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PIK in the Media

Please find selected media articles featuring or written by researchers from the Potsdam Institute for Climate Impact Research (PIK) here. For articles published only in German, please see the German version of our website.

"Antarctica un-plugged: climate change, ice dynamics and sea level rise"

PIK-scientist Ricarda Winkelmann is not only Junior Professor of Climate System Analysis at Potsdam University, she has also contributed to the Sea-Level Change chapter of the 5th IPCC report. In her multimedia lecture at 2017's re:publica conference in Berlin, she reported from her scientific expedition to Antarctica and brought the audience up-to-date in research on climate change, ice dynamics and sea level rise. Join her on a journey far south. Audio and video recording, 08.05.2017.

"Antarctica un-plugged: climate change, ice dynamics and sea level rise" - Read More…

"Warming slowdown dismissed by top scientist"

Past claims of a 'slowdown' of the global warming trend are proven wrong by statistical analysis, a new PIK-study shows. While there is some natural short-term variability, the study finds no significant slowdown or 'pause' in the upward trend. "Because fluctuation is ever-present, it is important to tell the difference between genuine trend change and appearances that are merely the manifestation of 'noise", says PIK-scientist Stefan Rahmstorf. Source: Climate News Network (USA), 26.04.2017.

"Warming slowdown dismissed by top scientist" - Read More…

"March for Science' - in more than 500 cities worldwide"

All around the world, demonstrations for science take place on April 22nd - under the title "March for Science". PIK-scientist Stefan Rahmstorf explains in an interview, why the research community goes out to the streets - and which problems science is facing at the moment. Video in Russian language. Source: Deutsche Welle Russia, 21.04.2017.

"March for Science' - in more than 500 cities worldwide" - Read More…

"Making the Planetary Boundaries Concept Work"

More than 400 researchers and representatives from politics, businesses and society are discussing the concept of Planetary Boundaries this week in Berlin. "The concept of Planetary Boundaries describes on a scientific basis what the limits are that we should adhere to with changes of the planet so that we do not enter dangerous terrain", explains PIK-scientist Wolfgang Lucht. Source: adelphi Channel (YouTube), 12.04.2017.

"Making the Planetary Boundaries Concept Work" - Read More…

"Climate change is altering global air currents – increasing droughts, heatwaves and floods"

Already in 2013, a PIK-study explored the connections between the so-called Rossby-Waves and local surface weather. A new PIK-study delivers further evidence for the human fingerprint on these links. PIK-scientist Kai Kornhuber explains in an illustrated video, how extreme weather events are influenced by the giant airstreams - and how climate change affects them. Source: The Independent (UK), 27.03.2017.

"Climate change is altering global air currents – increasing droughts, heatwaves and floods" - Read More…

"Climate change: 'human fingerprint' found on global extreme weather"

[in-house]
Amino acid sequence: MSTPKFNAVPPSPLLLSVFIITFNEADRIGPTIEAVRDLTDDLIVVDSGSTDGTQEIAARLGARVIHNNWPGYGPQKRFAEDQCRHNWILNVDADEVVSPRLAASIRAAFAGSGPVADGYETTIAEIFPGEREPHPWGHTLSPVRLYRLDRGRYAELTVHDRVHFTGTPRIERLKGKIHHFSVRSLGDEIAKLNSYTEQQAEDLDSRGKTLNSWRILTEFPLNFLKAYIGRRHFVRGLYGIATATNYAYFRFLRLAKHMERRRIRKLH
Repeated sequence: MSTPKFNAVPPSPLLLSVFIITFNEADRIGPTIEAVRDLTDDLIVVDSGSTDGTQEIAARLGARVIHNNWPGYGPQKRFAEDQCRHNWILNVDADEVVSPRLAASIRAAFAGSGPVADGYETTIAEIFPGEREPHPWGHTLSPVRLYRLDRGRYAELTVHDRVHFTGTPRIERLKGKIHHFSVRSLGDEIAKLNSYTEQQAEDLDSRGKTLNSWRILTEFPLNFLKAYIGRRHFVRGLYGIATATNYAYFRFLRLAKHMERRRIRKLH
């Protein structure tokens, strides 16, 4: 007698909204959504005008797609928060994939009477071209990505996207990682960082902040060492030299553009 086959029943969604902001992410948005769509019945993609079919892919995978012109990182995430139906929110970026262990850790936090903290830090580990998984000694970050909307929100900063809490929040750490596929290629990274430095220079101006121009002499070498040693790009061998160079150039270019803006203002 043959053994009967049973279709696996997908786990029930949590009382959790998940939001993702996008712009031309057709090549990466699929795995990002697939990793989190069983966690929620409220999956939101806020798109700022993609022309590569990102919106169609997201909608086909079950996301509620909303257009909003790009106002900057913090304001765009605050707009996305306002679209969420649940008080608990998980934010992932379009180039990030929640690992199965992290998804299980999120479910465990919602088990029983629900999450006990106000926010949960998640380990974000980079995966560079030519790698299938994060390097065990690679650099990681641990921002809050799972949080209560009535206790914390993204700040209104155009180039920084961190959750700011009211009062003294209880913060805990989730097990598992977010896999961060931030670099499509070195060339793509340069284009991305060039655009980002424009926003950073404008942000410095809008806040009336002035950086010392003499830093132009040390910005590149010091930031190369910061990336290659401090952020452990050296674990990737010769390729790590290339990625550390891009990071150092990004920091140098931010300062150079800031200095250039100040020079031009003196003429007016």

Past PIK-studies have shown that a weaker jet stream makes the weather more persistent and promotes prolonged heat waves. New research provides further evidence, that the conditions for such weather extremes are favourably influenced by human-made climate change. PIK-scientists Stefan Rahmstorf and Kai Kornhuber comment on their results. Source: The Guardian (UK), 27.03.2017.

"Climate change: 'human fingerprint' found on global extreme weather" - Read More…

"Moore's law' for carbon would defeat global warming"

On the eve of this year's Earth hour, international experts propose a roadmap strategy for achieving net-zero emissions by mid-century. "Short-termism has been a problem for all the 25 years I have been involved in climate negotiations," says PIK-director John Schellnhuber. The "carbon law" links short-term targets to long-term goals - by halving emissions every ten years. Source: The Guardian (UK), 23.03.2017.

"Moore's law' for carbon would defeat global warming" - Read More…

"How Do Climate Change Related Natural Disasters Potentially Increase the Risk of Armed Conflicts?"

A PIK-study found out: climate disasters like heat-waves or droughts potentially enhance the risk of armed conflict. While such disasters might be increased through climate change, they can trigger the outbreak of conflicts particularly in ethnically fractionalized societies. In a video feature, PIK-scientist Jonathan Donges explains the study results. Source: Latest Thinking (Germany), 21.03.2017.

"How Do Climate Change Related Natural Disasters Potentially Increase the Risk of Armed Conflicts?" - Read More…

"The Desperate Optimist"

If we want to reach the goals of the Paris Agreement, urgent efforts have to be made: the combustion engine has to be phased out, coal plants must be shut down and concrete and steel for construction need to be replaced. PIK-director John Schellnhuber explains in an interview, why scientists have to leave their ivory towers to be part of the solution. Source: Deutsche Welle (Germany), 15.03.2017.

"The Desperate Optimist" - Read More…

"Amazonas, en riesgo por sequías y deforestación"